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FG to shut down Abuja Airport for 6 weeks to fix runway

Airport

The minister of state for aviation, Hadi Sirika has announced the closure of the Nnamdi Azikwe International Airport for six weeks within February and March 2017.

He said the decision is hinged on government’s plans for rehabilitation and reconstruction.

Sirika announced this while addressing newsmen on Monday, he said the closure is in line with the aim of the Federal government to restructure the aviation agencies which will ensure repositioning of the sector.

He said President Muhammadu Buhari has okayed the reconstruction of the airport to commence immediately as the airport is of central importance to the smooth administration of the country.

He further stated that within this period of six weeks, Julius Berger, the contractor, will be seen reconstructing and repairing the damaged airport runaway.

Sirika explained that repairs of the Abuja airport runaway had been ongoing in the last three months but closure had to come to fore to accelerate the reconstruction within the shortest possible time as the federal government can’t afford to close the airport for a long time.

“From start to finish of the runway, it will take six months. However, we will be using the runway almost throughout the period except for about six weeks when the runway will be closed,” Sirika asserted.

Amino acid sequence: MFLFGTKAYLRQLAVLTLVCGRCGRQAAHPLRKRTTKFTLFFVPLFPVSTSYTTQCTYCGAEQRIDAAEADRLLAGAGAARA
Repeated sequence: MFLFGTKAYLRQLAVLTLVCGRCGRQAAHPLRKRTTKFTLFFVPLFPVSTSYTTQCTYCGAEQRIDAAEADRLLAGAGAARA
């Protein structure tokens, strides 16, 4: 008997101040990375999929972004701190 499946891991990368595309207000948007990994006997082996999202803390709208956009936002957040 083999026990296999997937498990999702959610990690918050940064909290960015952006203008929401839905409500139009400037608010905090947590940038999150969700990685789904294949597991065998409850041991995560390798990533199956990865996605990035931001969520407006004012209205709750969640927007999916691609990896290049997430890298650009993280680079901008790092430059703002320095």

“That is when we are going to do the mid-section of the runway. The government has accepted the design done by the contractor. The runway will last for another 10 years on completion early next year.”

He explained that the Kaduna Airport will be used as alternative route for Abuja-bound air passengers from any part of the world within this six weeks period.

He also explained that palliative measures have been put in place to convey passengers from Kaduna airport down to Abuja.

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According to him, the consensus between the federal government and the Kaduna state government is for the federal government to provide buses to transport air passengers from Kaduna to Abuja and the state government would provide adequate security for passengers.

He said this is of high cost to the federal government “but we think that palliative approach is wrong because three years down we will come back to do the same repairs.

“Therefore, we decided to go for the bigger option, which is to do structural repairs of the runway which will take about six months to complete.”

Sirika also explained that the federal government had signed BASA with 18 countries that Nigerians frequently visit and do business in as bilateral air agreement.

The Memorandum of Understandings (MOUs), he said, would give Nigeria the opportunity to operate air services with 18 countries.

“With this, we have the freedom to fly and land safely in other air space and this will assist in opening our market,” said Sirika.
By Joseph Emmanuel….

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